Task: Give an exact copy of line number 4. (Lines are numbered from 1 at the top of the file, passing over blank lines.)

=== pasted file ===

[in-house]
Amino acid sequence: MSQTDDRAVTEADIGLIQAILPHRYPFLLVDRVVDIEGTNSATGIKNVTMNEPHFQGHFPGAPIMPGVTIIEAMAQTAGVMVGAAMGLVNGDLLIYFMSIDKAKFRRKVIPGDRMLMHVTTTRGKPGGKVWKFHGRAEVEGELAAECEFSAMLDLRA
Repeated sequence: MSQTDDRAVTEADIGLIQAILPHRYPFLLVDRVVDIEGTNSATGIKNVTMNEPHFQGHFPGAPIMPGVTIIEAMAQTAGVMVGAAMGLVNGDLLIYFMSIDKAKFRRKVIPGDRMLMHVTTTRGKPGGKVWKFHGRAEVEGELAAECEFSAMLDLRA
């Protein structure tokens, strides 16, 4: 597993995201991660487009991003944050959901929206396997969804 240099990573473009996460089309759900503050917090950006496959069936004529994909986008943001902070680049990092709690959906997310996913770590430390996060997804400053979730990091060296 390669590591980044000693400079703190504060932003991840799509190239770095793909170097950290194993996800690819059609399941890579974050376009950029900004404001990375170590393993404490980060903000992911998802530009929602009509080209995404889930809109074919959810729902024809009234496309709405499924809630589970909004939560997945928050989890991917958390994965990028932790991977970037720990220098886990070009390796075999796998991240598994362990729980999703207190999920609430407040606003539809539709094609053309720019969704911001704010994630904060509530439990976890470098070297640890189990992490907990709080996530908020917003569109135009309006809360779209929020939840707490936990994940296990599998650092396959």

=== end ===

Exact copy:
């Protein structure tokens, strides 16, 4: 597993995201991660487009991003944050959901929206396997969804 240099990573473009996460089309759900503050917090950006496959069936004529994909986008943001902070680049990092709690959906997310996913770590430390996060997804400053979730990091060296 390669590591980044000693400079703190504060932003991840799509190239770095793909170097950290194993996800690819059609399941890579974050376009950029900004404001990375170590393993404490980060903000992911998802530009929602009509080209995404889930809109074919959810729902024809009234496309709405499924809630589970909004939560997945928050989890991917958390994965990028932790991977970037720990220098886990070009390796075999796998991240598994362990729980999703207190999920609430407040606003539809539709094609053309720019969704911001704010994630904060509530439990976890470098070297640890189990992490907990709080996530908020917003569109135009309006809360779209929020939840707490936990994940296990599998650092396959």